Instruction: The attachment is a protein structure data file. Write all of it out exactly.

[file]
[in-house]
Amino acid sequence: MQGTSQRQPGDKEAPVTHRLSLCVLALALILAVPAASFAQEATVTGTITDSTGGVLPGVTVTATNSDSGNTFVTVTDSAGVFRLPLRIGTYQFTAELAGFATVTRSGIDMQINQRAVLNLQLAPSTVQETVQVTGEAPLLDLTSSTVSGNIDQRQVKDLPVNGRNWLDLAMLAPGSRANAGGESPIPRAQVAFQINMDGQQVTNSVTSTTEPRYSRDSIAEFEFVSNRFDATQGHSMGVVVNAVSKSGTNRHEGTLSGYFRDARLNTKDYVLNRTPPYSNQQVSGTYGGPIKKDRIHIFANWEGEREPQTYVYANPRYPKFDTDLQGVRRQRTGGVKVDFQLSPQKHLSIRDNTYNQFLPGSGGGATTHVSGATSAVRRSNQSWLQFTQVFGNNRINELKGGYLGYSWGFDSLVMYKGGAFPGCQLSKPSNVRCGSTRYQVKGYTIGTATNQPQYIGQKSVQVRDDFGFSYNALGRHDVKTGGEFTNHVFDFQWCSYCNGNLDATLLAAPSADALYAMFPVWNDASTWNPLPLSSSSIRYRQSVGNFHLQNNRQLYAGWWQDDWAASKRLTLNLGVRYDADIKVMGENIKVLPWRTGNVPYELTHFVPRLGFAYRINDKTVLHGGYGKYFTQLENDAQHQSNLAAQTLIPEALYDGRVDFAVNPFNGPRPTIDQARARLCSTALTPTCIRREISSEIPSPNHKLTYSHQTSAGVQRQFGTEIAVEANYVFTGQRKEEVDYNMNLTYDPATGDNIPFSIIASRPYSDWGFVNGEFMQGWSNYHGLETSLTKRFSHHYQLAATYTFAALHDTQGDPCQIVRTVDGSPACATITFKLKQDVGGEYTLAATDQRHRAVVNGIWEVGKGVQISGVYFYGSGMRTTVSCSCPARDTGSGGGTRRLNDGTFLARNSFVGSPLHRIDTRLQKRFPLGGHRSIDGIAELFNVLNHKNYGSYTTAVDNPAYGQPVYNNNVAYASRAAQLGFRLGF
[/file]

[in-house]
Amino acid sequence: MQGTSQRQPGDKEAPVTHRLSLCVLALALILAVPAASFAQEATVTGTITDSTGGVLPGVTVTATNSDSGNTFVTVTDSAGVFRLPLRIGTYQFTAELAGFATVTRSGIDMQINQRAVLNLQLAPSTVQETVQVTGEAPLLDLTSSTVSGNIDQRQVKDLPVNGRNWLDLAMLAPGSRANAGGESPIPRAQVAFQINMDGQQVTNSVTSTTEPRYSRDSIAEFEFVSNRFDATQGHSMGVVVNAVSKSGTNRHEGTLSGYFRDARLNTKDYVLNRTPPYSNQQVSGTYGGPIKKDRIHIFANWEGEREPQTYVYANPRYPKFDTDLQGVRRQRTGGVKVDFQLSPQKHLSIRDNTYNQFLPGSGGGATTHVSGATSAVRRSNQSWLQFTQVFGNNRINELKGGYLGYSWGFDSLVMYKGGAFPGCQLSKPSNVRCGSTRYQVKGYTIGTATNQPQYIGQKSVQVRDDFGFSYNALGRHDVKTGGEFTNHVFDFQWCSYCNGNLDATLLAAPSADALYAMFPVWNDASTWNPLPLSSSSIRYRQSVGNFHLQNNRQLYAGWWQDDWAASKRLTLNLGVRYDADIKVMGENIKVLPWRTGNVPYELTHFVPRLGFAYRINDKTVLHGGYGKYFTQLENDAQHQSNLAAQTLIPEALYDGRVDFAVNPFNGPRPTIDQARARLCSTALTPTCIRREISSEIPSPNHKLTYSHQTSAGVQRQFGTEIAVEANYVFTGQRKEEVDYNMNLTYDPATGDNIPFSIIASRPYSDWGFVNGEFMQGWSNYHGLETSLTKRFSHHYQLAATYTFAALHDTQGDPCQIVRTVDGSPACATITFKLKQDVGGEYTLAATDQRHRAVVNGIWEVGKGVQISGVYFYGSGMRTTVSCSCPARDTGSGGGTRRLNDGTFLARNSFVGSPLHRIDTRLQKRFPLGGHRSIDGIAELFNVLNHKNYGSYTTAVDNPAYGQPVYNNNVAYASRAAQLGFRLGF